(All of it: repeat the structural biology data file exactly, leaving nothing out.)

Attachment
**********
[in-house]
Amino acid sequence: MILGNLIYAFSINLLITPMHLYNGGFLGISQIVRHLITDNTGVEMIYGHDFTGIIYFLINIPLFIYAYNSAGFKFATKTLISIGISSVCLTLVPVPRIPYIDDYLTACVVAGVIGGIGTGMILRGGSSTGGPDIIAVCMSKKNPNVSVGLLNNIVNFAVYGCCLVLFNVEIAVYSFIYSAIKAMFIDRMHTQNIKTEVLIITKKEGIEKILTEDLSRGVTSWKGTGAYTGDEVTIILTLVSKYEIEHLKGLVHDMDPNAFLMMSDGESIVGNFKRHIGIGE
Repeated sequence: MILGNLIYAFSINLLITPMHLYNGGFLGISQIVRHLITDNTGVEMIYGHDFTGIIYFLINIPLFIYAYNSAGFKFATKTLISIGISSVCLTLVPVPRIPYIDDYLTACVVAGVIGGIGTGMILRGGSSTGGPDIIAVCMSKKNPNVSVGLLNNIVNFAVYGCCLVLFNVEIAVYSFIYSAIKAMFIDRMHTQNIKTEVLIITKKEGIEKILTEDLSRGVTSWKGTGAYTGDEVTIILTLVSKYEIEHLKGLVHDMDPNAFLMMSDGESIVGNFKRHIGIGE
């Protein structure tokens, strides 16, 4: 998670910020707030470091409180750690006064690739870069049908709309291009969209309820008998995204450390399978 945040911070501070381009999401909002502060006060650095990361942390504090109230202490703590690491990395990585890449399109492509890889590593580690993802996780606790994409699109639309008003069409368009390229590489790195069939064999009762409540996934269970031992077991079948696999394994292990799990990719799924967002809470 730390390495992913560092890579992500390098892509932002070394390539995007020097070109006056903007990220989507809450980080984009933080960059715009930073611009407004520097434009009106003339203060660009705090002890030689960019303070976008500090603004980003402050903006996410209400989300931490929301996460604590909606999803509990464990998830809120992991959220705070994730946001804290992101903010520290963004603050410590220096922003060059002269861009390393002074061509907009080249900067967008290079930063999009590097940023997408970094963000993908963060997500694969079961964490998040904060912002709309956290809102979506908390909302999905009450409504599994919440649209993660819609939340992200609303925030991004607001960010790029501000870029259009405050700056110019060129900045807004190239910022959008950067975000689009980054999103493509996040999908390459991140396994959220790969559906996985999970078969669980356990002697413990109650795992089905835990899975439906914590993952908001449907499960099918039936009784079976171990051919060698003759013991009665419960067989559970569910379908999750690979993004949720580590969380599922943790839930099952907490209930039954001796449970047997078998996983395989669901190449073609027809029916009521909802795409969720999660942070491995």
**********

[in-house]
Amino acid sequence: MILGNLIYAFSINLLITPMHLYNGGFLGISQIVRHLITDNTGVEMIYGHDFTGIIYFLINIPLFIYAYNSAGFKFATKTLISIGISSVCLTLVPVPRIPYIDDYLTACVVAGVIGGIGTGMILRGGSSTGGPDIIAVCMSKKNPNVSVGLLNNIVNFAVYGCCLVLFNVEIAVYSFIYSAIKAMFIDRMHTQNIKTEVLIITKKEGIEKILTEDLSRGVTSWKGTGAYTGDEVTIILTLVSKYEIEHLKGLVHDMDPNAFLMMSDGESIVGNFKRHIGIGE
Repeated sequence: MILGNLIYAFSINLLITPMHLYNGGFLGISQIVRHLITDNTGVEMIYGHDFTGIIYFLINIPLFIYAYNSAGFKFATKTLISIGISSVCLTLVPVPRIPYIDDYLTACVVAGVIGGIGTGMILRGGSSTGGPDIIAVCMSKKNPNVSVGLLNNIVNFAVYGCCLVLFNVEIAVYSFIYSAIKAMFIDRMHTQNIKTEVLIITKKEGIEKILTEDLSRGVTSWKGTGAYTGDEVTIILTLVSKYEIEHLKGLVHDMDPNAFLMMSDGESIVGNFKRHIGIGE
């Protein structure tokens, strides 16, 4: 998670910020707030470091409180750690006064690739870069049908709309291009969209309820008998995204450390399978 945040911070501070381009999401909002502060006060650095990361942390504090109230202490703590690491990395990585890449399109492509890889590593580690993802996780606790994409699109639309008003069409368009390229590489790195069939064999009762409540996934269970031992077991079948696999394994292990799990990719799924967002809470 730390390495992913560092890579992500390098892509932002070394390539995007020097070109006056903007990220989507809450980080984009933080960059715009930073611009407004520097434009009106003339203060660009705090002890030689960019303070976008500090603004980003402050903006996410209400989300931490929301996460604590909606999803509990464990998830809120992991959220705070994730946001804290992101903010520290963004603050410590220096922003060059002269861009390393002074061509907009080249900067967008290079930063999009590097940023997408970094963000993908963060997500694969079961964490998040904060912002709309956290809102979506908390909302999905009450409504599994919440649209993660819609939340992200609303925030991004607001960010790029501000870029259009405050700056110019060129900045807004190239910022959008950067975000689009980054999103493509996040999908390459991140396994959220790969559906996985999970078969669980356990002697413990109650795992089905835990899975439906914590993952908001449907499960099918039936009784079976171990051919060698003759013991009665419960067989559970569910379908999750690979993004949720580590969380599922943790839930099952907490209930039954001796449970047997078998996983395989669901190449073609027809029916009521909802795409969720999660942070491995």